• The students need someplace to live, and large apartment buildings right on campus are exactly where they should live. Build up, not out, so that students are close to everything they need and surrounding areas can remain permanent resident neighborhoods. And we can employ “gentle density” principles in our neighborhoods, like allowing townhouses, duplexes, and mixed-use buildings; one thing that excites me about “gentle density” is that it leads to vibrant, practical communities in which there are more shops, restaurants, services, and workplaces located in proximity to people’s homes (think of Kerrytown as an example).
  • Everyone wants great stuff but very few people want higher taxes, which means we need to grow our tax base with new residents. Also, it is impractical to think that we can build enough low-income or publicly-owned housing to have that be our only strategy out of this housing crunch. For these reasons, I changed my mind about new development projects in the city.
  • Not everything that is built is going to be exactly what I would have designed, but if it safely houses more people it’s a win. I live close to an apartment complex that took a long time to build, called The George. Sentiment about this building is divided but did you see what was there before? It was an abandoned strip mall on a brownfield. Now people live there and there’s a dog park and a playground. It’s on a bus route. What more could I ask for? Sure, my favorite urban architecture is Haussmann-style Paris but it doesn’t have to be my favorite architecture ever to still be an improvement. (Historical sidenote: Paris had a lot of NIMBYs in the 1800s with one legislator saying, “We weep with our eyes full of tears for the old Paris, the Paris of Voltaire, of Desmoulins, the Paris of 1830 and 1848, when we see the grand and intolerable new buildings, the costly confusion, the triumphant vulgarity, the awful materialism, that we are going to pass on to our descendants.”)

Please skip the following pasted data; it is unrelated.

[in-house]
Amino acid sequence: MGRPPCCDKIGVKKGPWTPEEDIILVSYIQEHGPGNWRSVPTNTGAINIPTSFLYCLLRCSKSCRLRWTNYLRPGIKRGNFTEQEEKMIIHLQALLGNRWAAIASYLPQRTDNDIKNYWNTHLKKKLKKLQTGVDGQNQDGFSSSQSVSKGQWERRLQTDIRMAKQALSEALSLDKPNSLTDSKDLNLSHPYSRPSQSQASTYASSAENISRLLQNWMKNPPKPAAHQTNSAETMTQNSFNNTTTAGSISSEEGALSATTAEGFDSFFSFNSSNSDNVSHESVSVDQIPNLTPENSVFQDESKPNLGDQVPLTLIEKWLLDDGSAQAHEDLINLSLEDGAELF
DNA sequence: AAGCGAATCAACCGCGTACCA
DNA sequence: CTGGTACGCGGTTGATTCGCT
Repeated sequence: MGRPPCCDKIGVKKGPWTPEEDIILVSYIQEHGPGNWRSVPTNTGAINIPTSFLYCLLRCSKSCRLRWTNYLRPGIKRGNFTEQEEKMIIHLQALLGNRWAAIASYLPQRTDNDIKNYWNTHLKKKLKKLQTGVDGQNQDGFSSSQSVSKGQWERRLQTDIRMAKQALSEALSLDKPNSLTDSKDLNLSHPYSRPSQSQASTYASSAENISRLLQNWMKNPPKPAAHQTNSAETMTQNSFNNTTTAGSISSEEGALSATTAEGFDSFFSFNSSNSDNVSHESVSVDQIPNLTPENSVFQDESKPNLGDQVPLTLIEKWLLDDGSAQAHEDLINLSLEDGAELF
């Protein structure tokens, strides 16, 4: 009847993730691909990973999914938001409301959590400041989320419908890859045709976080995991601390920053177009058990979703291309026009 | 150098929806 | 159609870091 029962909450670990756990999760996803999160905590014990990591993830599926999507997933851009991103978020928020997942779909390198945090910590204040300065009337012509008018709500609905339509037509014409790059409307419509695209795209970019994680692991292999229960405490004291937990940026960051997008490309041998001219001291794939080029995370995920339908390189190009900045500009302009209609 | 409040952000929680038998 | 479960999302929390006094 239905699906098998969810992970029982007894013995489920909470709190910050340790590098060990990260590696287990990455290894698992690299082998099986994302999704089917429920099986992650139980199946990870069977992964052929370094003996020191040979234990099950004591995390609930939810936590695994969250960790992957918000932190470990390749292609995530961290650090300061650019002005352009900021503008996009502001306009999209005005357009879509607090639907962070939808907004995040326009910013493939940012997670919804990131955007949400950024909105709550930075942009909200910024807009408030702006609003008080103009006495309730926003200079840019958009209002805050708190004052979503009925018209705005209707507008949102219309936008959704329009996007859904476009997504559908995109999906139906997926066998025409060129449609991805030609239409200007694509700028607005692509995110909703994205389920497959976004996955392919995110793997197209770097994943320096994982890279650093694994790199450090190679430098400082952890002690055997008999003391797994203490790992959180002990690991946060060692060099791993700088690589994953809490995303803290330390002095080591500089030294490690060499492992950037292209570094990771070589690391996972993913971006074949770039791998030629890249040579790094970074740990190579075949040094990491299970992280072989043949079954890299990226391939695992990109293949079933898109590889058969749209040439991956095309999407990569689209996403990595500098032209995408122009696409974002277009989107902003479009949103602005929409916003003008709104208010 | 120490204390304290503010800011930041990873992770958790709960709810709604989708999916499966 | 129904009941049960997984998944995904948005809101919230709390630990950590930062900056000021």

• More housing does not necessarily mean more cars, particularly when we build on transportation corridors. Many more people come in to the city for work each day than leave it. If there were available housing, many people would choose to live closer to their places of work. Additionally, we need to keep building infrastructure for safe biking and walking—in addition to supporting public transportation—so that these are viable methods of travel.

If you’re ready to hold a mirror up to your own inner NIMBY, I want to encourage you to do it! There are tons of patient, knowledgeable, nonjudgmental people who can help you think about what Ann Arbor needs to do to grow sustainably. They will fill you with optimism for the future of our city and you will be able to see how living your values can manifest the kind of city we can all love.

To start, this August, join me in voting in favor of the bus millage and supporting these great candidates to lead our city: Mayor Taylor, Cynthia Harrison (Ward 1), Chris Watson (Ward 2), Ayesha Ghazi Edwin (Ward 3), Dharma Akmon (Ward 4), and Jenn Cornell (Ward 5).

  1. NIMBY stands for “Not In My Back Yard”. According to Oxford, a NIMBY is a person who objects to the siting of something perceived as unpleasant or hazardous in the area where they live, especially while raising no such objections to similar developments elsewhere. ↩︎